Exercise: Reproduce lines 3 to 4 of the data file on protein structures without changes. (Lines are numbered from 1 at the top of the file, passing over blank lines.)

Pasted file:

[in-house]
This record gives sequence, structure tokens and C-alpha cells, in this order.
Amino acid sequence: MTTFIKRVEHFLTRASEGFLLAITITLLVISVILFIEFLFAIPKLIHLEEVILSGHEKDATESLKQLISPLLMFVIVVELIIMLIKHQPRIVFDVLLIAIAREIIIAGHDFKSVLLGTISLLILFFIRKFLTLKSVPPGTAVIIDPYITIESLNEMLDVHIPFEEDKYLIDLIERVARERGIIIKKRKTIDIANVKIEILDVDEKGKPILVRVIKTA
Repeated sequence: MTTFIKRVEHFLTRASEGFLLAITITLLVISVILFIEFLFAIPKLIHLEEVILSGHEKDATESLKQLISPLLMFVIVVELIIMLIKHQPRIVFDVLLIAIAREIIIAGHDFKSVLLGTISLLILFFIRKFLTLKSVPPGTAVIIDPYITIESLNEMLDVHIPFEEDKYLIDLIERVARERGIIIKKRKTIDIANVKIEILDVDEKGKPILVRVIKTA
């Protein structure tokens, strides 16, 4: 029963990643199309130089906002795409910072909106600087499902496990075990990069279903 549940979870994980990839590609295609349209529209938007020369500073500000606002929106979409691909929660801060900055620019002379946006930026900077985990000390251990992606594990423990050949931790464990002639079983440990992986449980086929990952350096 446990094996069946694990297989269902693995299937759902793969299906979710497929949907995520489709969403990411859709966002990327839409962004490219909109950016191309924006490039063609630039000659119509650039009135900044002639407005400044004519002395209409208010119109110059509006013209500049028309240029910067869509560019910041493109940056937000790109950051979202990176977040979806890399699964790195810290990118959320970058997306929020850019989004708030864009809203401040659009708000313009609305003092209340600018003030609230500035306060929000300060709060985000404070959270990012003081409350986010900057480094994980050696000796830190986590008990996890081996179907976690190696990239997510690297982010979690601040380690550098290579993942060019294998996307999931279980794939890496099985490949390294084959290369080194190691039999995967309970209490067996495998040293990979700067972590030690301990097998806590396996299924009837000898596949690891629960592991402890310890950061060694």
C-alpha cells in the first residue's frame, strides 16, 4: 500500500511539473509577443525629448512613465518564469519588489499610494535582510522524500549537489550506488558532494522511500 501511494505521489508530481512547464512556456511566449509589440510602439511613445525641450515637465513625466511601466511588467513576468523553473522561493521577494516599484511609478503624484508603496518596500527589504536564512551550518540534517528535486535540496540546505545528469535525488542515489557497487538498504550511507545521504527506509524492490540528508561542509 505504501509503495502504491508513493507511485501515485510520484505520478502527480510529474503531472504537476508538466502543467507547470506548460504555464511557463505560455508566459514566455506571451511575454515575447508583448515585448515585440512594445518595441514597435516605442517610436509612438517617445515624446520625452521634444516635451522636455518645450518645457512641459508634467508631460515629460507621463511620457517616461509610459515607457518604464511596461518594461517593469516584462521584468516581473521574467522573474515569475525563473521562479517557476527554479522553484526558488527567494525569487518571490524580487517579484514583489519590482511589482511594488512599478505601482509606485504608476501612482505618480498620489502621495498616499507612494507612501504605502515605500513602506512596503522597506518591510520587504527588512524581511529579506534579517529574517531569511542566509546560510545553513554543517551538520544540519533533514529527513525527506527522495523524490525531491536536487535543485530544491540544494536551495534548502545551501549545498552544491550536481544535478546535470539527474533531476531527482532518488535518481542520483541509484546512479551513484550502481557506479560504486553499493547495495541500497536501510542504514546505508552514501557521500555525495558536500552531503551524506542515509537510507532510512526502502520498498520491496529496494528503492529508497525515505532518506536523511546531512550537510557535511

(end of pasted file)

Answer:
Amino acid sequence: MTTFIKRVEHFLTRASEGFLLAITITLLVISVILFIEFLFAIPKLIHLEEVILSGHEKDATESLKQLISPLLMFVIVVELIIMLIKHQPRIVFDVLLIAIAREIIIAGHDFKSVLLGTISLLILFFIRKFLTLKSVPPGTAVIIDPYITIESLNEMLDVHIPFEEDKYLIDLIERVARERGIIIKKRKTIDIANVKIEILDVDEKGKPILVRVIKTA
Repeated sequence: MTTFIKRVEHFLTRASEGFLLAITITLLVISVILFIEFLFAIPKLIHLEEVILSGHEKDATESLKQLISPLLMFVIVVELIIMLIKHQPRIVFDVLLIAIAREIIIAGHDFKSVLLGTISLLILFFIRKFLTLKSVPPGTAVIIDPYITIESLNEMLDVHIPFEEDKYLIDLIERVARERGIIIKKRKTIDIANVKIEILDVDEKGKPILVRVIKTA